October 16, 2011

Painkillers in Maine: A cure that came with a curse

Maine’s out-of-control pill habit is among the worst in the nation, and all of us bear the costs of its abuse.

By John Richardson jrichardson@pressherald.com
Staff Writer

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A pharmacist counts out Vicodin pills at a pharmacy in Portland last week. Maine was one of the first states to see an explosion of painkiller addiction and it remains among the worst states in the nation for pill abuse. The human and societal costs associated with the epidemic – almost 1,400 Maine people have died from pharmaceutical drug overdoses in the past decade and thousands more need treatment for addiction – are staggering, experts say.

Gregory Rec/Staff Photographer

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PAINKILLERS IN MAINE: Stories, video interviews and links to resources.

Teens and others quickly figured out how to crush the pills and snort the powder to get the full euphoric rush of the synthetic opiates, which are as powerful and addictive as heroin and morphine.

As a rural state at the end of the distribution network, Maine didn’t have a lot of experience with hard drugs such as heroin and cocaine.

But now, here was a drug delivered to every community in pure, pharmaceutical-grade, precisely measured doses.

Experienced drug users loved the pills because they could trust them to work. The inexperienced considered them safer than street drugs.

And there was a ready appetite for the pills, especially among teens and among adults wanting to wash away depression or escape the stress of unemployment and financial insecurity.

Police, meanwhile, were all but powerless to keep the pills out of the wrong hands.

“Drugs used to come from foreign countries and people would smuggle them in,” said Penobscot County Sheriff Glenn Ross. “Today, they are in the medicine cabinets of our homes.”


At first, prescription opiates – also called opioids – give a warm, on-top-of-the-world feeling, users say. Pretty soon you need larger amounts to get high.

Then one day you feel like you have a horrible flu – pain, vomiting, sweats and chills – and you realize it’s because you missed a dose.

Opiate receptors in your brain, spine and intestines have gone into a kind of shock.

Opiate withdrawal doesn’t kill you, but addicts say you wish it would.

“You don’t have a care in the world when you’re on it. And when you can’t get it, it’s the worst experience in the world,” said Chuck Lawson, a recovering addict in Portland.

Some addicts say it took them as little as two weeks of regular use to get hooked.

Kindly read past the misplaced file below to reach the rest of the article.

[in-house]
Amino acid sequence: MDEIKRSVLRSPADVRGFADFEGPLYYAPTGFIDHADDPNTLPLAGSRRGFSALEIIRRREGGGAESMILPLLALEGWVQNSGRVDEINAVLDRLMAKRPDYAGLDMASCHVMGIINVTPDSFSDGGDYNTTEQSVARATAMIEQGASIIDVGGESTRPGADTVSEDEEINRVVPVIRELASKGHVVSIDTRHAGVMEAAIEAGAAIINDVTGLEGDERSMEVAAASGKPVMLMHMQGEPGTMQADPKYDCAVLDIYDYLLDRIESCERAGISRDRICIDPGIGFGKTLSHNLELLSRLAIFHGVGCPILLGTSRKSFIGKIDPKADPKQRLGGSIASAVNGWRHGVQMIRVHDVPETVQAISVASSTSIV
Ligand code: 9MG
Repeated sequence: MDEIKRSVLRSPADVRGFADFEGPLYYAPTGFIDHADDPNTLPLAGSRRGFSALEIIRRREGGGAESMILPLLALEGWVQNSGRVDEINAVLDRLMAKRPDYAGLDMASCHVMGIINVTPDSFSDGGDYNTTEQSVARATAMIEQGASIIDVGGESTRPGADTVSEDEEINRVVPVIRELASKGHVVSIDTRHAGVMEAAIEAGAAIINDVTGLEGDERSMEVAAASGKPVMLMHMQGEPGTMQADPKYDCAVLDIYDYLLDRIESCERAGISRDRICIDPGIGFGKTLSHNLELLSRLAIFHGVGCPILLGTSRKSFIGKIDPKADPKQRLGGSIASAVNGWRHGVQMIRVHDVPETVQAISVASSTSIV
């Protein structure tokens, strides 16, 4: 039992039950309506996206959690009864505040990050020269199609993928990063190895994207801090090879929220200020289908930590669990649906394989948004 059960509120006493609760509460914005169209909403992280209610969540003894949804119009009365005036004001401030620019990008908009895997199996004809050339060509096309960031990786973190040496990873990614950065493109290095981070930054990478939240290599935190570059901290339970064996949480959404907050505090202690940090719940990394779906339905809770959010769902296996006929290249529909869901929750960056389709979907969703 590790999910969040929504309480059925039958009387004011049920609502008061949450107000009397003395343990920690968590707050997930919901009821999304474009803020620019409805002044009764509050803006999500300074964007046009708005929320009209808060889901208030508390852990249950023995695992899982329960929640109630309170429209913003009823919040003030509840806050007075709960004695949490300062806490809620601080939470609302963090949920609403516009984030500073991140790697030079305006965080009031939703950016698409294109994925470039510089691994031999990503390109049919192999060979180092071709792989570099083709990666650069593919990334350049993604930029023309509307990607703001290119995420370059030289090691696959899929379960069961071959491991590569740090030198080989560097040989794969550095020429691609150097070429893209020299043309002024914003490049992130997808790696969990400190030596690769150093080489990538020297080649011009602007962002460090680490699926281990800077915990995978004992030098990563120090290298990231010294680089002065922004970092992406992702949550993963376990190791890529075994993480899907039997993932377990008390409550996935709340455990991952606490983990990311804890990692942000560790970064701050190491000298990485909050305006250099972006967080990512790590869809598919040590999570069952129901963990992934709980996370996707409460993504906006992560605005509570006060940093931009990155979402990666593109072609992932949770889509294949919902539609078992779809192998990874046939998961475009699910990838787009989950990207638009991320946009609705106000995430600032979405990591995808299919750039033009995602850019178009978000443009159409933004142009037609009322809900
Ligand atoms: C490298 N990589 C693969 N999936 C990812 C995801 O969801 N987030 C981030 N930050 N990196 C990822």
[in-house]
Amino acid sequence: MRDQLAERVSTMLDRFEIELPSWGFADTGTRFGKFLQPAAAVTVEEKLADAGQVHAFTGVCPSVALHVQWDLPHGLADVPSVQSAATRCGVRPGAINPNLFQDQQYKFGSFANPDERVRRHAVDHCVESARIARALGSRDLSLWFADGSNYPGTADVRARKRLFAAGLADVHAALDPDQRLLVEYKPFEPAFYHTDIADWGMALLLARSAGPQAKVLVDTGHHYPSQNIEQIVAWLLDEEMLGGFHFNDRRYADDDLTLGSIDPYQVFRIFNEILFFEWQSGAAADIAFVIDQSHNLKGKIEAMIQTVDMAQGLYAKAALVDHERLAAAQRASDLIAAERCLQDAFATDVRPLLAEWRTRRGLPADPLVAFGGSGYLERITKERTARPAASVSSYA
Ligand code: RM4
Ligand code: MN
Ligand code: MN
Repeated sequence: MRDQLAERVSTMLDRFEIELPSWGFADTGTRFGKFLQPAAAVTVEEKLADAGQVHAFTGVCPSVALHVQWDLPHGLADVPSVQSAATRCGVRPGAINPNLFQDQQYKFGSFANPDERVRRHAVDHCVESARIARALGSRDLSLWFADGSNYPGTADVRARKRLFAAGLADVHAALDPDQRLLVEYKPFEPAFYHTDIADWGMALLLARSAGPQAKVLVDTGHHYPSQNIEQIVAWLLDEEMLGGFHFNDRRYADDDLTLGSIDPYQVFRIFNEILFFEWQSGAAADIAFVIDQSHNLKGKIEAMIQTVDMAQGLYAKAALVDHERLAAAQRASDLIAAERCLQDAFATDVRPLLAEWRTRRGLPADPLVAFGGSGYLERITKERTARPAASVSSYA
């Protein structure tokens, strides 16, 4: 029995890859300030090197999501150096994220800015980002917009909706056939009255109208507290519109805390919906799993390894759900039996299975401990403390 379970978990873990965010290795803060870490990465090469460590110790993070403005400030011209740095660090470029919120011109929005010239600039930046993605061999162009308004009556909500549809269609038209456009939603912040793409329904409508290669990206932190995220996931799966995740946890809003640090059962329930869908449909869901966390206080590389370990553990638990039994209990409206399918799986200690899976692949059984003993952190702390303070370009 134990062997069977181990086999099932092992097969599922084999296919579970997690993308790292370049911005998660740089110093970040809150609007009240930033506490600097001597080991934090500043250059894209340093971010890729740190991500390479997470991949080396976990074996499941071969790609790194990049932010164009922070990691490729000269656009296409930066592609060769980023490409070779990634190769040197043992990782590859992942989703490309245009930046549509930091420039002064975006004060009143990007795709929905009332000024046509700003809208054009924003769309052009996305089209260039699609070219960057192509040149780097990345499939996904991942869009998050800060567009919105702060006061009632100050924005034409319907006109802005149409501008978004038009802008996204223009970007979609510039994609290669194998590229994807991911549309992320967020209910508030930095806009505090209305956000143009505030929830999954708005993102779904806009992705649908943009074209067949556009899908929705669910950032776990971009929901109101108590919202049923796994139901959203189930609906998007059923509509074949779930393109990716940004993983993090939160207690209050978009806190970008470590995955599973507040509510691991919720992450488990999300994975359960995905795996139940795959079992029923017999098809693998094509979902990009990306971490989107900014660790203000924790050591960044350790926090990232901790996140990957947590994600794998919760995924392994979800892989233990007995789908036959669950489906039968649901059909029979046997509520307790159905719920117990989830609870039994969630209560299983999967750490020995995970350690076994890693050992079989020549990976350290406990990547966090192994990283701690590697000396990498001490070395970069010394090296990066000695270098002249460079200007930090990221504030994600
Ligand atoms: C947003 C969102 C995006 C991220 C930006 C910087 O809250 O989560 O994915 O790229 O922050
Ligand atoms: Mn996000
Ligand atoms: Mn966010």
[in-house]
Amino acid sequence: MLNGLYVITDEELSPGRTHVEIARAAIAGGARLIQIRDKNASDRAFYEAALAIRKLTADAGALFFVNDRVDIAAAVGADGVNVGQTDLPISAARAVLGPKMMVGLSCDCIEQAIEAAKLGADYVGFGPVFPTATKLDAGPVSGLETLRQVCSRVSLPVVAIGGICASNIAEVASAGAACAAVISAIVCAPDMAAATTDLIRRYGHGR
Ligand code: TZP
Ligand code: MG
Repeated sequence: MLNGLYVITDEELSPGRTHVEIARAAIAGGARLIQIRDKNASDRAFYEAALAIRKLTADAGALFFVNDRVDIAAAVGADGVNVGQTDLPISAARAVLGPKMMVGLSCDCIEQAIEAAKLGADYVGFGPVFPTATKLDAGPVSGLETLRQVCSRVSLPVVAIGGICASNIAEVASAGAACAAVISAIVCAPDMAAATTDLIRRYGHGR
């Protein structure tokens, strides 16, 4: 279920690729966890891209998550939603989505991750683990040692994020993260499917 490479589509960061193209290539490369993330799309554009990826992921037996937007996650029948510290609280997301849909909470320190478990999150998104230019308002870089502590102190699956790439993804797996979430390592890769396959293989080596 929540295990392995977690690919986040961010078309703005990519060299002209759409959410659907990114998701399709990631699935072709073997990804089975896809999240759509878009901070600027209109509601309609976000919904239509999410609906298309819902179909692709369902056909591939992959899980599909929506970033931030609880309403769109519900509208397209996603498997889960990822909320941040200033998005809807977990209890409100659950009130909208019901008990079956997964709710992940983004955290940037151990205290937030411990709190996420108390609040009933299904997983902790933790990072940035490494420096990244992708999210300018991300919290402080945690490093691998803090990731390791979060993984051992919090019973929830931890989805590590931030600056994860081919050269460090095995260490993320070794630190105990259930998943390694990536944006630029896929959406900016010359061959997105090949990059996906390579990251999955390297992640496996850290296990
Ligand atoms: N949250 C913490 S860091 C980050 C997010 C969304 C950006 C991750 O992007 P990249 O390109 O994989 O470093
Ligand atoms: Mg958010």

The extreme highs and lows physically change an addict’s brain. Getting the next dose becomes the first thing – and sometimes the only thing – on an addict’s mind.

Some addicts, chasing the high and trying to avoid withdrawal, mix painkillers with Xanax or other anti-anxiety pills or dissolve the pills and inject them directly into their veins. Both push addicts closer to a potentially fatal overdose.

“Once you got past a certain point, there is no going back,” said 31-year-old Nicole Martin, a recovering addict who injected the drugs and used heroin when she couldn’t get pills. “Anything you say you haven’t done yet, you will do eventually.”


Finding the drugs is rarely a problem, addicts say.

Users share them, buy them, steal them, forge prescriptions for them and, if desperate enough, trade sex for them. Some go out of state to get the drugs, including to Florida’s so-called “pill mills” – clinics that offer painkiller prescriptions for cash.

Many addicts get prescriptions from their local doctors – sometimes for real pain and often not.
Some are even bold enough to file false police reports of pill theft so they can convince their doctors to give them more.

Those with their own prescriptions get their pills on the cheap – MaineCare and private insurance cover most of the cost.

And they quickly learn they can sell their pills for as much as $30 to $100 apiece depending on the type and strength. Addicts buying their pills on the street can spend $100 to $400 a day to feed their habits.

That gets very expensive, said Blake Carver of Portland.

Carver, now 24, was a teenager when he started breaking into houses looking for money to buy “Oxys,” he said. And he always cleaned out the medicine cabinets in the homes he robbed.

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“It’s extraordinary how deep this epidemic has gone,” Dr. Mark Publicker, an addiction specialist in Westbrook, says of prescription pain-pill abuse. “It was eating its way through the culture, and it was diagnosed too late.”

Gregory Rec/Staff Photographer


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